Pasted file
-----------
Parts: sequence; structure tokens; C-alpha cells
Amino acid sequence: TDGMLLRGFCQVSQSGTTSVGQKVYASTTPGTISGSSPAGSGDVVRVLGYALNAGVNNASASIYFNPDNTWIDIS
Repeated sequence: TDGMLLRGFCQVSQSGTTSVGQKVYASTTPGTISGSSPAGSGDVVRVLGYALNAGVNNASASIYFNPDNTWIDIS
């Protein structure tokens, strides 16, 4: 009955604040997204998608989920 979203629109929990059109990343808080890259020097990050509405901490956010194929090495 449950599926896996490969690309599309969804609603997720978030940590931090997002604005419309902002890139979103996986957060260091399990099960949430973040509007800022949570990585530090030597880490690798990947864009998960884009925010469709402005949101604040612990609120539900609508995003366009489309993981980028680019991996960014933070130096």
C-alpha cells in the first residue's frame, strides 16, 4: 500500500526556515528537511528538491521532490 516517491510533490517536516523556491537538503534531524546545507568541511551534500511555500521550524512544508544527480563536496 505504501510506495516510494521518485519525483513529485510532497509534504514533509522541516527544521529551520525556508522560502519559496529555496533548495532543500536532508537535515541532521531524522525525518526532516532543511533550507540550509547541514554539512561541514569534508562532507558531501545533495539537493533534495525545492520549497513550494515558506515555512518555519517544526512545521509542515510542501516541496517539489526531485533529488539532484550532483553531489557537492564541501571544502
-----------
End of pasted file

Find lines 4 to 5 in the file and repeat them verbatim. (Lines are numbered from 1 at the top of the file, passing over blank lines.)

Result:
């Protein structure tokens, strides 16, 4: 009955604040997204998608989920 979203629109929990059109990343808080890259020097990050509405901490956010194929090495 449950599926896996490969690309599309969804609603997720978030940590931090997002604005419309902002890139979103996986957060260091399990099960949430973040509007800022949570990585530090030597880490690798990947864009998960884009925010469709402005949101604040612990609120539900609508995003366009489309993981980028680019991996960014933070130096």
C-alpha cells in the first residue's frame, strides 16, 4: 500500500526556515528537511528538491521532490 516517491510533490517536516523556491537538503534531524546545507568541511551534500511555500521550524512544508544527480563536496 505504501510506495516510494521518485519525483513529485510532497509534504514533509522541516527544521529551520525556508522560502519559496529555496533548495532543500536532508537535515541532521531524522525525518526532516532543511533550507540550509547541514554539512561541514569534508562532507558531501545533495539537493533534495525545492520549497513550494515558506515555512518555519517544526512545521509542515510542501516541496517539489526531485533529488539532484550532483553531489557537492564541501571544502